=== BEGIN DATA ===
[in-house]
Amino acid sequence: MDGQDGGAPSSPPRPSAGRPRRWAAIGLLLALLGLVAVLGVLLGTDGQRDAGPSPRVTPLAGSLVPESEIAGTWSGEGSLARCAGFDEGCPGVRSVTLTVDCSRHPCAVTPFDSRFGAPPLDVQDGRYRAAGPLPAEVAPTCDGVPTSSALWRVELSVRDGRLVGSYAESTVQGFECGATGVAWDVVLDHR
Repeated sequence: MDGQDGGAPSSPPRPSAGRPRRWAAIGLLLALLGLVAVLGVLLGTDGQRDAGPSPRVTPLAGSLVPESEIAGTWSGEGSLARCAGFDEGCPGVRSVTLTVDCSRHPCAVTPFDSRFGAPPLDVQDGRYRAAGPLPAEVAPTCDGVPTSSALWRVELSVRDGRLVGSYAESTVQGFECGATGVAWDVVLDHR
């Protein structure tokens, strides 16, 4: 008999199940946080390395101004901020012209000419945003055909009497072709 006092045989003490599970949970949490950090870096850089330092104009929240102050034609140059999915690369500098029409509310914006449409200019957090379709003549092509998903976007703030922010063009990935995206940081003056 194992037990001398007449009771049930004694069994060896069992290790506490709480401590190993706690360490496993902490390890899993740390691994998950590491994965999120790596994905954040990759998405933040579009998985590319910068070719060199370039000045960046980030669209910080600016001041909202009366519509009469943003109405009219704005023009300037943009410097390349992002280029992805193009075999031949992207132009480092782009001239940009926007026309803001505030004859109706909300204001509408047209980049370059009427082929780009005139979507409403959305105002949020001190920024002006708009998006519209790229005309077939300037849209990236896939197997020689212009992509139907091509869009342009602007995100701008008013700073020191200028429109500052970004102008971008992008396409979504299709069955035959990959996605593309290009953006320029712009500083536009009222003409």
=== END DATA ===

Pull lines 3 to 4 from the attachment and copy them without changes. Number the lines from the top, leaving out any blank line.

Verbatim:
Repeated sequence: MDGQDGGAPSSPPRPSAGRPRRWAAIGLLLALLGLVAVLGVLLGTDGQRDAGPSPRVTPLAGSLVPESEIAGTWSGEGSLARCAGFDEGCPGVRSVTLTVDCSRHPCAVTPFDSRFGAPPLDVQDGRYRAAGPLPAEVAPTCDGVPTSSALWRVELSVRDGRLVGSYAESTVQGFECGATGVAWDVVLDHR
């Protein structure tokens, strides 16, 4: 008999199940946080390395101004901020012209000419945003055909009497072709 006092045989003490599970949970949490950090870096850089330092104009929240102050034609140059999915690369500098029409509310914006449409200019957090379709003549092509998903976007703030922010063009990935995206940081003056 194992037990001398007449009771049930004694069994060896069992290790506490709480401590190993706690360490496993902490390890899993740390691994998950590491994965999120790596994905954040990759998405933040579009998985590319910068070719060199370039000045960046980030669209910080600016001041909202009366519509009469943003109405009219704005023009300037943009410097390349992002280029992805193009075999031949992207132009480092782009001239940009926007026309803001505030004859109706909300204001509408047209980049370059009427082929780009005139979507409403959305105002949020001190920024002006708009998006519209790229005309077939300037849209990236896939197997020689212009992509139907091509869009342009602007995100701008008013700073020191200028429109500052970004102008971008992008396409979504299709069955035959990959996605593309290009953006320029712009500083536009009222003409």